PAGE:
The very idea of transitory, demountable, ephemeral architecture may seem counterintuitive to our usual perception of buildings as enduring spaces in which to dwell. Yet examples of small-scale buildings abound, many of which include delicate, momentary, or briefly inhabited works that illustrate the delight of such places.
In contrast with architecture that is substantial and solid, the designs of these tiny spaces frequently respond to subtle, changing qualities. Often, they encourage us to engage with the environments in which they sit as much as the works themselves. Such built projects encompass the ephemeral in various ways: They frame diurnal patterns of light and shade and mark seasonal change, they move according to varying weather patterns and scenery, and they inspire playful flights of fancy — even if the imaginative works last only a short season. They can also be seen as small weather vanes: registering a broader and changing interest in how we can occupy our environment intelligently, doing more and using less.
Steve Messam’s PaperBridge in Cumbria, England, epitomized the way in which ephemeral works can pique curiosity and draw attention to context. This self-supporting crimson arch was formed of 22,000 sheets of red paper constructed according to ancient principles of drystone walls, without the need for glue, nails, or other adhesives. Assembled for a cultural festival in the Lakes District, the bridge allowed visitors to cross it — often with disbelief — and was equally arresting for its color, which boldly contrasted with and framed the soft and stony mien of the setting. At the close of the festival, the arch was simply disassembled into the paper sheets from which it came, satisfying Messam’s intent for the work to be fully recycled.
Similarly, the inflatable CristalBubble, designed by Frenchman Pierre-Stéphane Dumas, offers a design approach that responds to fleeting external conditions. With an easily erected translucent dome, the bubble was conceived to engage with daily change. Sharing its pneumatic qualities and mobility is the unusual public meeting room known as Inflatable Space, by the London-based firm Penttinen Schöne. The architects’ intention was to create an accessible place that could be readily moved to give visitors a changing backdrop amid nature. Its arched entry points encourage visitors to enter the pavilion while light through yellow acrylic windows colors the interior.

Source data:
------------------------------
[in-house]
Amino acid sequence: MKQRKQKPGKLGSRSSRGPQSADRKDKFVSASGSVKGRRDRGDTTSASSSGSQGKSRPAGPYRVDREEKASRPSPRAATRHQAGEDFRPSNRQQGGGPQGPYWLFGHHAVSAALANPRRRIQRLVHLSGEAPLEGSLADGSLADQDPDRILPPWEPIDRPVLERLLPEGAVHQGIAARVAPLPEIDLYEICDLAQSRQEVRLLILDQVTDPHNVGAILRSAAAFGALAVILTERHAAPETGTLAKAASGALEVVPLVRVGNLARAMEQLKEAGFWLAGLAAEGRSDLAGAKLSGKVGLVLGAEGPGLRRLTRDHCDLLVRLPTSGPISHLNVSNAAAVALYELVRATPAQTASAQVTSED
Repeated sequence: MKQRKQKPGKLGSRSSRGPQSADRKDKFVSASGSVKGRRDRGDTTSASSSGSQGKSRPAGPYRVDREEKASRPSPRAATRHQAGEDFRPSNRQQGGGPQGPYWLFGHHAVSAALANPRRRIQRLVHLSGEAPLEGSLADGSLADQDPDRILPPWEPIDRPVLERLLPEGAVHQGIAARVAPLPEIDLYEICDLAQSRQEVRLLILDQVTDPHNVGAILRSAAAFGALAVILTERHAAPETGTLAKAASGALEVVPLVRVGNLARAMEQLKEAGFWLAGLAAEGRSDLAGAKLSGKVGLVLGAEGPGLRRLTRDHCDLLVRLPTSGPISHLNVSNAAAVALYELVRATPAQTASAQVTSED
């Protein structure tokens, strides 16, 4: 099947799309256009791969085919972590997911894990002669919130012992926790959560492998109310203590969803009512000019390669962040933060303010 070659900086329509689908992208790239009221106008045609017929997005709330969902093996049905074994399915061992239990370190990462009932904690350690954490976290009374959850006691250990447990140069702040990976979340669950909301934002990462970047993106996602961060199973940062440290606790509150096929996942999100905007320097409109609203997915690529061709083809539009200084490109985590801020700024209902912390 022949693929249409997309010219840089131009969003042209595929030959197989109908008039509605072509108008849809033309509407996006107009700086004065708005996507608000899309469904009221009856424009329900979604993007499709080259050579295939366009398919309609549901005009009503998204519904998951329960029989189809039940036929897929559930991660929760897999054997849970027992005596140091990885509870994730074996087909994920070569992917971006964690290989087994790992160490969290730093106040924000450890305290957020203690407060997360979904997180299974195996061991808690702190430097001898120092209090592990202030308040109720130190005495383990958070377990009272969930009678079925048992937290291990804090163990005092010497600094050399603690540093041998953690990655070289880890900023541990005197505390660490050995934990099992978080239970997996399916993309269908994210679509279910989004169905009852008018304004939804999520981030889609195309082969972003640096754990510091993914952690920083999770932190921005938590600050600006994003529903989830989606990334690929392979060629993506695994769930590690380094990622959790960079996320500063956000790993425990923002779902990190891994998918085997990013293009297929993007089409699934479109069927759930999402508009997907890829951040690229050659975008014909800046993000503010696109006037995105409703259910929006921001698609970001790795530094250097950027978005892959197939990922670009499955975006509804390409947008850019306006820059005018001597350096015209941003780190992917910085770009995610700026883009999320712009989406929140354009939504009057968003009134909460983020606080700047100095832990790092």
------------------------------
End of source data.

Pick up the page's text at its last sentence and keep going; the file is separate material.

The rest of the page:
Ephemeral qualities often refer to things that last but a day. Architecturally, this notion can be seen in spaces that encourage observation of passing moments in seasonal cycles of nature. The design of the Exbury Egg in England is intimately shaped by its environment. Employing yacht-building techniques to create a structure that floats on the tidal estuary of the River Beaulieu, the egg is a temporary workspace for artist Stephen Turner and is part of a public educational program that supports greater connection to river life and to natural patterns of change. Although robust, ample buildings form the bedrock of architecture as we know it, these examples represent an increasing body of diminutive counterparts that offer an engaging way in which to experience the passage of time.
Date Mounted: 5.8.15 | Duration: 10 days